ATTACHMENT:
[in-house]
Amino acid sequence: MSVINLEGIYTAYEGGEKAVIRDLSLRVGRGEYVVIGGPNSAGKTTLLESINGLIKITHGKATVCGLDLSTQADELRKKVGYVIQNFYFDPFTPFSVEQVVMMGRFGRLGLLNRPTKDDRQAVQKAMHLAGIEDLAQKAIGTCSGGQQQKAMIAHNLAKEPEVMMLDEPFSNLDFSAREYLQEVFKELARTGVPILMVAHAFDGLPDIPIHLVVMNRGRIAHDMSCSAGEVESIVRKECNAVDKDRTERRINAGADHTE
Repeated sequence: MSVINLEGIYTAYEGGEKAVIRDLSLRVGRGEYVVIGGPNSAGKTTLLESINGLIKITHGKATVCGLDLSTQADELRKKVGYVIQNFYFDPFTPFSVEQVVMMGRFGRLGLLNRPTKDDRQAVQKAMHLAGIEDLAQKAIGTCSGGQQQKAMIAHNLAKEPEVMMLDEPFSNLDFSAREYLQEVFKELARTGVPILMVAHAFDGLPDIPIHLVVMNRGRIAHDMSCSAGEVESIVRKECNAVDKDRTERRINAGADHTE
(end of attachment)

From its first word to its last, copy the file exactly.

[in-house]
Amino acid sequence: MSVINLEGIYTAYEGGEKAVIRDLSLRVGRGEYVVIGGPNSAGKTTLLESINGLIKITHGKATVCGLDLSTQADELRKKVGYVIQNFYFDPFTPFSVEQVVMMGRFGRLGLLNRPTKDDRQAVQKAMHLAGIEDLAQKAIGTCSGGQQQKAMIAHNLAKEPEVMMLDEPFSNLDFSAREYLQEVFKELARTGVPILMVAHAFDGLPDIPIHLVVMNRGRIAHDMSCSAGEVESIVRKECNAVDKDRTERRINAGADHTE
Repeated sequence: MSVINLEGIYTAYEGGEKAVIRDLSLRVGRGEYVVIGGPNSAGKTTLLESINGLIKITHGKATVCGLDLSTQADELRKKVGYVIQNFYFDPFTPFSVEQVVMMGRFGRLGLLNRPTKDDRQAVQKAMHLAGIEDLAQKAIGTCSGGQQQKAMIAHNLAKEPEVMMLDEPFSNLDFSAREYLQEVFKELARTGVPILMVAHAFDGLPDIPIHLVVMNRGRIAHDMSCSAGEVESIVRKECNAVDKDRTERRINAGADHTE